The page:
Breyten Breytenbach is considered one of the greatest living poets in Afrikaans. Breyten Breytenbach (born September 16, 1939) is a South African writer and painter with French citizenship. He was born in Bonnievale in the Western Cape, approximately 180 km from Cape Town and 100 km from the southernmost tip of Africa at Cape Agulhas.
Breyten arrived in Paris in 1961. Departing without telling his family, he travelled to Europe in fourth (or cattle) class on a Portuguese liner.
After his marriage to Yolande Ngo Thi Hoang Lien (which means “Yellow Lotus”), a French woman of Vietnamese origin, he couldn’t return to South Africa because of the Mixed Marriages Act.
He started publishing in 1964, both poetry and prose. He started exhibiting in various European galleries from the early 1960’s on. He made his debut with the innovative volume, Die ysterkoei moet sweet and in the same year Katastrofes, a prose work, appeared.
Johnny Makhathini, the ANC’s Chief Representative in Algeria, recruited Breyten into the international anti-imperialist movement Solidarité. Solidarité helped Breyten and other white radicals to form a small underground activist offshoot of the ANC, which was named Okhela (Zulu for “spark”).
Mistrusted and subsequently betrayed by the ANC, Breytenbach was arrested in 1975 while on an illegal trip to South Africa. He was sentenced to seven years’ imprisonment for high treason, and was subsequently accused of terrorism while in jail.
Most of the charges were eventually dropped due to a lack of evidence – he was only found guilty of having smuggled letters and poems out of prison – and he was released in 1982, whereupon he returned to Paris.
He received the Hertzog Prize for poetry in 1984, but refused to accept it.
Breytenbach’s work includes poetry, novels, plays and essays, most of which are in Afrikaans and a number originally published in English. Most of his books are translated into several languages. He is also known for his artwork. Exhibitions of his paintings and prints have been held in various cities including Amsterdam, Stockholm, Paris, Edinburgh and New York. He received the Hertzog Prize for poetry in 1999 for, En Oorblyfsels and Papierblom. His most recent collection of poetry, Die Windvanger (2007), has been awarded the University of Johannesburg Prize for Creative Writing, the Hertzog Prize as well as the WA Hofmeyr Prize.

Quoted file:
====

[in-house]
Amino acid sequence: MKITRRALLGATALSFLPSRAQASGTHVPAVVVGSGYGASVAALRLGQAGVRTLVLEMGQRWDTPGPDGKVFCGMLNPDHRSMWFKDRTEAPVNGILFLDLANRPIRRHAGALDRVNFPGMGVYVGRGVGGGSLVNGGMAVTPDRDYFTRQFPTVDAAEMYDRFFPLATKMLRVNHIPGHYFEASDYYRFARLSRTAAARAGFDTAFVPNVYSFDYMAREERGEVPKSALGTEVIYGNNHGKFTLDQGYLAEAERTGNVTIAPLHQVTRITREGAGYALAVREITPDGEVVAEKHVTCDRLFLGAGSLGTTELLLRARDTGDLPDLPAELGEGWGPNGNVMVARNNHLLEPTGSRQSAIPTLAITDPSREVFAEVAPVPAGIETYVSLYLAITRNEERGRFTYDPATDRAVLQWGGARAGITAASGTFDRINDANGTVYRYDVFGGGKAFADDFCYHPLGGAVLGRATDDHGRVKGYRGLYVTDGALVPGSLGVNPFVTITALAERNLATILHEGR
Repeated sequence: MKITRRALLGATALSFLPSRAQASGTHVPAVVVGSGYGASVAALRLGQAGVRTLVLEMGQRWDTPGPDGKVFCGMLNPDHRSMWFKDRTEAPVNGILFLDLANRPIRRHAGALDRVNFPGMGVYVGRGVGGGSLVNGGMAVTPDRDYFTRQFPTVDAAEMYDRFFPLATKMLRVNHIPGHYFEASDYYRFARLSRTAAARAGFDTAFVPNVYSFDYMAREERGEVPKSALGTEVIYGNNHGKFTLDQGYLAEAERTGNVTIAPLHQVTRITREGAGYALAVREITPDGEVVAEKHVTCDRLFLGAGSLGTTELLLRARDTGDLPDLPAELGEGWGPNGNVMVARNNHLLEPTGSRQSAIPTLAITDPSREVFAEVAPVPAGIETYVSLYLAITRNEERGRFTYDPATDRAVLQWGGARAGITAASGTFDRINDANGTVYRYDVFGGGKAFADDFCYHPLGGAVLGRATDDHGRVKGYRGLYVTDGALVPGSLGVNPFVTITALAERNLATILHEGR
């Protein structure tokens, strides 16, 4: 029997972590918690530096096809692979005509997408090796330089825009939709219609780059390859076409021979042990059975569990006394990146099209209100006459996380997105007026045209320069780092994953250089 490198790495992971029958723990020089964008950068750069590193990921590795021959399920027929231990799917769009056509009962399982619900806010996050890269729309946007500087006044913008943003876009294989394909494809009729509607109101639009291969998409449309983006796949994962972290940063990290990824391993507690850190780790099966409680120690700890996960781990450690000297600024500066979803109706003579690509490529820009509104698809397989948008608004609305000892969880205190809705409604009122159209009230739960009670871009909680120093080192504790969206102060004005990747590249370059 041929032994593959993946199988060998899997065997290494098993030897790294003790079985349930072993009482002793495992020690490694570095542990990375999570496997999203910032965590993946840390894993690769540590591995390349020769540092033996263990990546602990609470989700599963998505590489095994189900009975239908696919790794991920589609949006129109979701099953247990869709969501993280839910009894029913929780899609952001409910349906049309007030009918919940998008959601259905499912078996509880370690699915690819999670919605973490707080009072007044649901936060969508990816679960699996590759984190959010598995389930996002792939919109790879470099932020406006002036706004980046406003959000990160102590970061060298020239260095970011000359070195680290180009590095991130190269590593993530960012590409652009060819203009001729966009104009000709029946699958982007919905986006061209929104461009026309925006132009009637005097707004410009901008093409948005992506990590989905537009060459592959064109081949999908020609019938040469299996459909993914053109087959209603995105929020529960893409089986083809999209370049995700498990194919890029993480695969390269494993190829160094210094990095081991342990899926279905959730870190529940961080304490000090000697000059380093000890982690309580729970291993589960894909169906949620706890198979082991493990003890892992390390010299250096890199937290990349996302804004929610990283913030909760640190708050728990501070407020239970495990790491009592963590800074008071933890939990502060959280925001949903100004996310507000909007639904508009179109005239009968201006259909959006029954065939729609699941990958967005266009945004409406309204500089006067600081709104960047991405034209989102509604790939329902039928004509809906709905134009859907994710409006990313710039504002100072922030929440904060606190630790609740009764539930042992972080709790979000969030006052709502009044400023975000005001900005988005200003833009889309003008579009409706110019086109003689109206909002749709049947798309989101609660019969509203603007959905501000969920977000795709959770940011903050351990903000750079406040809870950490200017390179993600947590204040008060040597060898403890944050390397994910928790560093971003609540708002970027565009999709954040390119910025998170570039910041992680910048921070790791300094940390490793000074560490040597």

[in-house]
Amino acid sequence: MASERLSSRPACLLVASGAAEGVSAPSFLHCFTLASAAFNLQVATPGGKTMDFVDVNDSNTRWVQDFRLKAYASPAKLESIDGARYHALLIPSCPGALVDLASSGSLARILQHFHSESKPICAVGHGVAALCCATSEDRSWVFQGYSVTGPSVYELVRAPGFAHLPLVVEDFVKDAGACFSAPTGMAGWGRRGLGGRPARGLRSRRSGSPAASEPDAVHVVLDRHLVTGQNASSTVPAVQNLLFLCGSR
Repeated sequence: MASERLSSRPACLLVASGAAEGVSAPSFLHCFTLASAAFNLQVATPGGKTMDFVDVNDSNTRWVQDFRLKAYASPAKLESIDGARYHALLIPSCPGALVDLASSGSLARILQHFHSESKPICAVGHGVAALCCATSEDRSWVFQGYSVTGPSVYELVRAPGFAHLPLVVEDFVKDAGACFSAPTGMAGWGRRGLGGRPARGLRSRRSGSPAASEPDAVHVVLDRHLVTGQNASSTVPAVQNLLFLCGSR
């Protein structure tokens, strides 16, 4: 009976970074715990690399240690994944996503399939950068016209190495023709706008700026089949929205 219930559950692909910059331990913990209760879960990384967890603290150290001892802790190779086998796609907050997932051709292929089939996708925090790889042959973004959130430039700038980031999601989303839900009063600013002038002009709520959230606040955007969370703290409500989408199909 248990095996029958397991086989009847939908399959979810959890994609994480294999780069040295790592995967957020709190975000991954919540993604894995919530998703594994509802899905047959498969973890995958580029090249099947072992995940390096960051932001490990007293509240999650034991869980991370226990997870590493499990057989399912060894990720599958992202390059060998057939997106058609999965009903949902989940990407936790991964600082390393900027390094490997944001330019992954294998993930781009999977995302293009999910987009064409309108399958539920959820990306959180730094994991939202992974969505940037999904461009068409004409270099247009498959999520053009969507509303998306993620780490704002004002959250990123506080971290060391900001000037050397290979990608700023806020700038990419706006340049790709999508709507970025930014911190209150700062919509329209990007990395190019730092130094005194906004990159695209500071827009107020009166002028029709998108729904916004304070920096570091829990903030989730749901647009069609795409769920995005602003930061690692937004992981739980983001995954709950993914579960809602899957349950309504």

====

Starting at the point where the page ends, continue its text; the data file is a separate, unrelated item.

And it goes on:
Yet only in 1994, his art was exhibited in South Africa. This was the first time. The exhibition, Painting the eye, was displayed in Cape Town and Pretoria.
The Breytenbach Centre, a culture hub for art, music and writing, opened in Wellington, 2007 in the house where he grew up.
Resident in Paris, he currently divides his time between Europe, South Africa and the USA, mostly writing and lecturing. In January 2000 he began a three year period in the Graduate School of Humanities of at the University of Cape Town as a visiting professor in the departments of English and Drama. He has taught creative writing there as well as at the Gorée Institute in Dakar, Senegal and the University of New York.
The Goree Institute, is a foundation that he helped found to promote democratic unity on the African continent.
Breyten Breytenbach in person
His face is serene; his gaze is beatific; his hands, one layered gracefully over the other, seem to float in front of him. Breytenbach’s, red shoes; his trademark; are made of bright red, soft African leather. His voice sounds better than beatific; it faintly resembles Sean Connery’s.
Breyten Breytenbach’s writing
It does truly feel as though Breytenbach has freed his language to explore life’s uncharted regions and has welcomed the various truths these expeditions discovered.
His writing reads quite freshly when compared to popular, purpose-driven texts like stories about relationships and morality tales. Breytenbach’s writing tells some of the most fascinating stories.
Breytenbach seems to have developed this technique of free association during his time in solitary confinement; from 1975 to 1982, in an South African Prison. His writing process varies drastically from the norm.
During an interview with Ann Landsman from The Believer, he said of his prison writing:
I felt that as I wrote, I was entering a world that started unfolding as you entered it. You didn’t know where you were going to go when you entered it. It took you—it took you to places which may have existed there before in your mind somewhere, in your memory, but that you could not be sure about . . . the sense I had was that the writing was a kind of thread into a maze that revealed itself to me as I entered it with the line of writing.
Courtesy Mail & Guardian